Innovation moves much faster than legislation. No surprise, then, that automakers develop cool new car technologies faster than regulators can approve them. These are some of the automotive gadgets Americans aren’t yet allowed to have—and a couple where we’re actually ahead of the rest of the world.
Back in the 1980s headlight companies developed sealed reflector/lens assemblies that permitted replacement of the bulb. This was a breakthrough: Not only were the replaceable-bulb halogens brighter than the older style of light, but they also meant that burning out a bulb didn’t have to mean replacing an entire assembly.
There was just one problem: Federal rules demanded “sealed beams” or all-in-one headlight assemblies with a nonreplaceable bulb inside. It took until 1984 for American drivers to get the better headlights they wanted while regulators got a grip on the notion that the bulbs should be replaceable.
It should come as no surprise that technology is transforming cars much faster than stodgy government rules can adjust. More recently, laws specified the wattage of bulbs for taillights and other lights. LEDs use much less power than incandescents and didn’t meet that requirement even though they were as bright or brighter than the old filament-based bulbs, so those regulations had to change.
As the pace of innovation accelerates, the gap between invention and regulation widens, making it unclear whether some of the coolest new automotive tech will actually be allowed in American cars. These clever car systems, unfortunately, are having a hard time getting approval in the U.S.
Dynamic High Beams
New headlights use arrays of LEDs that can be programmed to pinpoint where light goes. In the case of Audi’s Matrix Beam Lighting and BMW’s Dynamic High Beam, for example, when another car approaches, headlight arrays dim only the specific LEDs that shine into the oncoming lane. Volvo’s Active High Beam Control uses a conventional light matched to a computer-controlled blind that shields your headlight beam from an oncoming driver’s eye.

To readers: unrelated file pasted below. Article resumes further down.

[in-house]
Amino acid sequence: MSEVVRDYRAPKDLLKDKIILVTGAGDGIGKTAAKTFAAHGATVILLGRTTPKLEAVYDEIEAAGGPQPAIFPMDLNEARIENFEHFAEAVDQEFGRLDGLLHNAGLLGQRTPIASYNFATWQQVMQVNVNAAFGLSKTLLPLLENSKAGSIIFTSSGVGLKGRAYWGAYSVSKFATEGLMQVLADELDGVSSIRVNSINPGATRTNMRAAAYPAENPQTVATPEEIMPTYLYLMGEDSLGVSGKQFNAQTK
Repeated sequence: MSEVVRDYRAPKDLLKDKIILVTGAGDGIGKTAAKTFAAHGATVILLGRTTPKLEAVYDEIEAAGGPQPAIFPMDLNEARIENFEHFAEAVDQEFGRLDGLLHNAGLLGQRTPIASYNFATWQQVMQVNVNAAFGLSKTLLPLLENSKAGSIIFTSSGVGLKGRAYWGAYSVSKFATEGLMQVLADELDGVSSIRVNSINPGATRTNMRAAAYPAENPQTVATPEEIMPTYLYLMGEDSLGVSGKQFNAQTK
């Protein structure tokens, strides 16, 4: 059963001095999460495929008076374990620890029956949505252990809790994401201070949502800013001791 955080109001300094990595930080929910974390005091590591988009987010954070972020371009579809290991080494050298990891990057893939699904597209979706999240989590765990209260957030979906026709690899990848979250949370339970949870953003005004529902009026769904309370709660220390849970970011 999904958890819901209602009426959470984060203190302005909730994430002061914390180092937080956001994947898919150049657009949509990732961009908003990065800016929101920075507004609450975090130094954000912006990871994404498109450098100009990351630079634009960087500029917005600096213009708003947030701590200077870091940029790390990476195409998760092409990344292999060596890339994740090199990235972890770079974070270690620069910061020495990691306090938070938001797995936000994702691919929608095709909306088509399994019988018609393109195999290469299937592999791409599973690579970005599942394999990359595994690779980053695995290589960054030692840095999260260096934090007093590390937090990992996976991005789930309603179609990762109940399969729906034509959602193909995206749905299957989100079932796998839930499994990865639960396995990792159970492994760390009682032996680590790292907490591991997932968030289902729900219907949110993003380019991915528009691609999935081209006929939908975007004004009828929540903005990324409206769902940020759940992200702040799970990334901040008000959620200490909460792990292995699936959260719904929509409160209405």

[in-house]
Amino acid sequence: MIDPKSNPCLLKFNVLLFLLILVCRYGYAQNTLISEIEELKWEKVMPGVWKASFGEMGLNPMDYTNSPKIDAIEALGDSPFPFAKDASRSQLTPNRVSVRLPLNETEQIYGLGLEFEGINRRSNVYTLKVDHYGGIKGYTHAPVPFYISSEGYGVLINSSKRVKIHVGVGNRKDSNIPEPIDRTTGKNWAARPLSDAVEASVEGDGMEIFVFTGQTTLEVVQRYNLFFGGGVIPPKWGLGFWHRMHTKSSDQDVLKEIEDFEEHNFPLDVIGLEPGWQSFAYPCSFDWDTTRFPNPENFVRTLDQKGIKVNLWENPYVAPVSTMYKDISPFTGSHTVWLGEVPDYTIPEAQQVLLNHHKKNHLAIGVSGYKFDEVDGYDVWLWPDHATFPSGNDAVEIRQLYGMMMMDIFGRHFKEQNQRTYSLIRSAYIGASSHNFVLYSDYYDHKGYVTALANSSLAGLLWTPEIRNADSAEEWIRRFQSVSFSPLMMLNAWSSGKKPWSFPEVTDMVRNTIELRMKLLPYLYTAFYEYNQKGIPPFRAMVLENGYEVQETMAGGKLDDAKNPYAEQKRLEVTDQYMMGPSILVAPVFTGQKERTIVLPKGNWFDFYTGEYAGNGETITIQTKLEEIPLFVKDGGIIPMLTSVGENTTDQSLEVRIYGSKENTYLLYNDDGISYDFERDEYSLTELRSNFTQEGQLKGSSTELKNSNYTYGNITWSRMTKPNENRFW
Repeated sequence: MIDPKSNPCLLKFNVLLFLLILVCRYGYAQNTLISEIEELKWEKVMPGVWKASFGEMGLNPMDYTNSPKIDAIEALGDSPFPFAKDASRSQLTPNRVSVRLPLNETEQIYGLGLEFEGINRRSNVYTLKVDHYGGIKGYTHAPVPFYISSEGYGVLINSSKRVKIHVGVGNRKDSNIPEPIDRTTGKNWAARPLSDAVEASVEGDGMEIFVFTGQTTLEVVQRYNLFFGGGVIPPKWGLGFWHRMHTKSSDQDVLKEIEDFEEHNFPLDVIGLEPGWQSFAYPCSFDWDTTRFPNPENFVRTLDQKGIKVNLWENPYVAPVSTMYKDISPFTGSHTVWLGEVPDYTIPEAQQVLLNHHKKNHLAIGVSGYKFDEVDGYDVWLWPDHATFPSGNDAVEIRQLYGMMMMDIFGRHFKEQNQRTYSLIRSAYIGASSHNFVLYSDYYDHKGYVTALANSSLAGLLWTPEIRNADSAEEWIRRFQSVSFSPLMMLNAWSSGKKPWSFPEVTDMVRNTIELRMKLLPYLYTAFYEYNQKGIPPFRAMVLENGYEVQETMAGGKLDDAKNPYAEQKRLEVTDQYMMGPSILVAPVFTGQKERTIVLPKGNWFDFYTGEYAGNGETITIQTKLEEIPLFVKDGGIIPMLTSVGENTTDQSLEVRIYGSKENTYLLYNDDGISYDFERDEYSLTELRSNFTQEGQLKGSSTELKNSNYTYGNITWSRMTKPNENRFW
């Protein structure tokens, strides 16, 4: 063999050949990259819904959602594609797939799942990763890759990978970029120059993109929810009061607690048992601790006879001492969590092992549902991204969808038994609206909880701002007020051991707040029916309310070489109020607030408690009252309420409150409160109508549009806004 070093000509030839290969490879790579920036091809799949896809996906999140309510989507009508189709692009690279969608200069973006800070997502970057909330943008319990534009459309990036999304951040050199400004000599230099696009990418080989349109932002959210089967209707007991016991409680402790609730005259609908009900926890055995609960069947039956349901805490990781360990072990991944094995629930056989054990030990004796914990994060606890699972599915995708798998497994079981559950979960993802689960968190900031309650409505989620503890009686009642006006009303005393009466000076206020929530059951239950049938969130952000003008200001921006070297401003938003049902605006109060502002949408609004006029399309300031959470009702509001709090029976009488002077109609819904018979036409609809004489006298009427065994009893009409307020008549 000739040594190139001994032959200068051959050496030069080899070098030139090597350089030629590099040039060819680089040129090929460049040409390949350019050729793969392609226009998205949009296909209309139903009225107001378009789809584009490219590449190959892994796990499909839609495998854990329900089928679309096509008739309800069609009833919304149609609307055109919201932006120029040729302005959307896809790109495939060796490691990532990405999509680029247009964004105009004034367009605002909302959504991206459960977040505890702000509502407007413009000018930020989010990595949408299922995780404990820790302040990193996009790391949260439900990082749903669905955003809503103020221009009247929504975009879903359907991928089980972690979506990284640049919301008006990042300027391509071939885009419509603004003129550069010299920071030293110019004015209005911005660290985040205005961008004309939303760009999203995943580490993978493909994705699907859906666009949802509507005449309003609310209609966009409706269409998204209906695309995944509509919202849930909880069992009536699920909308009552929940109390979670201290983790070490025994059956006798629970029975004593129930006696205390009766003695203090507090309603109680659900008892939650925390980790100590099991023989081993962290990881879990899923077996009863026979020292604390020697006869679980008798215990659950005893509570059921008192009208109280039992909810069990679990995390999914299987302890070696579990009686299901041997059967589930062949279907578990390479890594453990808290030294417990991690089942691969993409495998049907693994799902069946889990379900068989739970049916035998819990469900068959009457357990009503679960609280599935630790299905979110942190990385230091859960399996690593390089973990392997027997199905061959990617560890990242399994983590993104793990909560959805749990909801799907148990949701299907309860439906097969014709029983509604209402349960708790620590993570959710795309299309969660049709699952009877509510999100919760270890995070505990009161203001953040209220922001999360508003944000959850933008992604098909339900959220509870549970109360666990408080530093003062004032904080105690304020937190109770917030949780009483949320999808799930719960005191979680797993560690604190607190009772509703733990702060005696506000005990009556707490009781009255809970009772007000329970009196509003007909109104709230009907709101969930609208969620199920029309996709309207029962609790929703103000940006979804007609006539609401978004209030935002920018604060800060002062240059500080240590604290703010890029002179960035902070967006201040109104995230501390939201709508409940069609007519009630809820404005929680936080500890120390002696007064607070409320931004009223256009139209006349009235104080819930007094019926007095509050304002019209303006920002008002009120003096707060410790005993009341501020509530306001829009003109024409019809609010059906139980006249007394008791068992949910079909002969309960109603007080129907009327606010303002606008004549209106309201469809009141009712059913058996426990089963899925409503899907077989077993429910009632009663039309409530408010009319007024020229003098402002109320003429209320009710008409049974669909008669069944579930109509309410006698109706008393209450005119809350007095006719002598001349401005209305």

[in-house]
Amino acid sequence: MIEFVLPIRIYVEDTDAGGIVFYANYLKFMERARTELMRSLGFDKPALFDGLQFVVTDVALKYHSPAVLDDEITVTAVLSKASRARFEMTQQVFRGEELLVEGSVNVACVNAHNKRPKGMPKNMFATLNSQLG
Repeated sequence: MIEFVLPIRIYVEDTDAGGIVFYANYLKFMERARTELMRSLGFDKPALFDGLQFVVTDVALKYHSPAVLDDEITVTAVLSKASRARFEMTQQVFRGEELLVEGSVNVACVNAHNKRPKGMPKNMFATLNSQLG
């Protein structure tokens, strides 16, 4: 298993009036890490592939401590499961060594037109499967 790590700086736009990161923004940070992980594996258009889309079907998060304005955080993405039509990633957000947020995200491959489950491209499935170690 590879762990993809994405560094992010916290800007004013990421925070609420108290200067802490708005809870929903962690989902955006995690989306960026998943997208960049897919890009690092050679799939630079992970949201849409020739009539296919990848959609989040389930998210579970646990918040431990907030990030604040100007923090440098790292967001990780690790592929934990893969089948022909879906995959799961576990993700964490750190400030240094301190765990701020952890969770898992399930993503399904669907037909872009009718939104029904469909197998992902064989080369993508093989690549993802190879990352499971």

These systems let drivers enjoy the benefits of bright illumination without blinding the oncoming driver. Currently, though, the federal vehicle safety code permits only one kind of low beam, the kind that dims all of the high beam elements on both sides of the car.
Dynamic Light Spot
Mercedes has a lighting technology that identifies pedestrians on the shoulder or sidewalk via an infrared sensor and shines a light on them. This jibes with American laws, and Mercedes sells it on cars in the U.S. The next step is spotlighting pedestrians if they step into the street. BMW’s Dynamic Light Spot system will do just that, but the option is not available in the U.S. for the same reason we can’t have dynamic high beams.
Strobe Brake Lights
Mercedes-Benz sells cars in Europe that are equipped with brake lights that flash quickly in response to hard brake pressure. The idea is to warn following drivers of a sudden stop from cars ahead. But U.S. government regulators say brake lights are allowed to do only one thing: glow more brightly than the taillights. Flashing is off-limits. Mercedes did get approval to install the feature on a few cars, as a trial program, but that’s all.
Dual-View Front Video Display
In some cases, technology might pass muster in Washington but fail in the statehouse. That’s the case with the Mercedes-Benz Splitview system, available on the S-Class and CL-Class, which lets the central display screen on the dashboard show navigation, infotainment, or other typical information for the driver while simultaneously showing a movie or other entertainment for the front-seat passenger.
Mercedes can’t sell cars equipped with Splitview in Massachusetts, Pennsylvania, West Virginia and Wisconsin, because the laws in those states prohibiting front-seat video haven’t been refined to apply to only the driver. They were written with the assumption that an image on the screen would be the same for viewers in both front seats.